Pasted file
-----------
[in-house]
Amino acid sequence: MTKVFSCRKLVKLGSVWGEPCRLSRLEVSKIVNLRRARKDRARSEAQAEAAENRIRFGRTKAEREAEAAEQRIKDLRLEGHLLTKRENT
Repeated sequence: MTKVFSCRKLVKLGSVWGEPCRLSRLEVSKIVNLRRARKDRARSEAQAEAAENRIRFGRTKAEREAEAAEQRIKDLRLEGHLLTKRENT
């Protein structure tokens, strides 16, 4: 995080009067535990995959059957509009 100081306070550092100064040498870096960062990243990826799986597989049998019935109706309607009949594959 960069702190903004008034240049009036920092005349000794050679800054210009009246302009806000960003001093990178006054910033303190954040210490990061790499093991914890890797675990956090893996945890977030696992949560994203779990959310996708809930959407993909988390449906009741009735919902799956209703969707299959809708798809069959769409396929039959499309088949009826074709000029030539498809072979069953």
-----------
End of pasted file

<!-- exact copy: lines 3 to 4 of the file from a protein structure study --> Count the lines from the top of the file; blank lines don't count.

Repeated sequence: MTKVFSCRKLVKLGSVWGEPCRLSRLEVSKIVNLRRARKDRARSEAQAEAAENRIRFGRTKAEREAEAAEQRIKDLRLEGHLLTKRENT
């Protein structure tokens, strides 16, 4: 995080009067535990995959059957509009 100081306070550092100064040498870096960062990243990826799986597989049998019935109706309607009949594959 960069702190903004008034240049009036920092005349000794050679800054210009009246302009806000960003001093990178006054910033303190954040210490990061790499093991914890890797675990956090893996945890977030696992949560994203779990959310996708809930959407993909988390449906009741009735919902799956209703969707299959809708798809069959769409396929039959499309088949009826074709000029030539498809072979069953």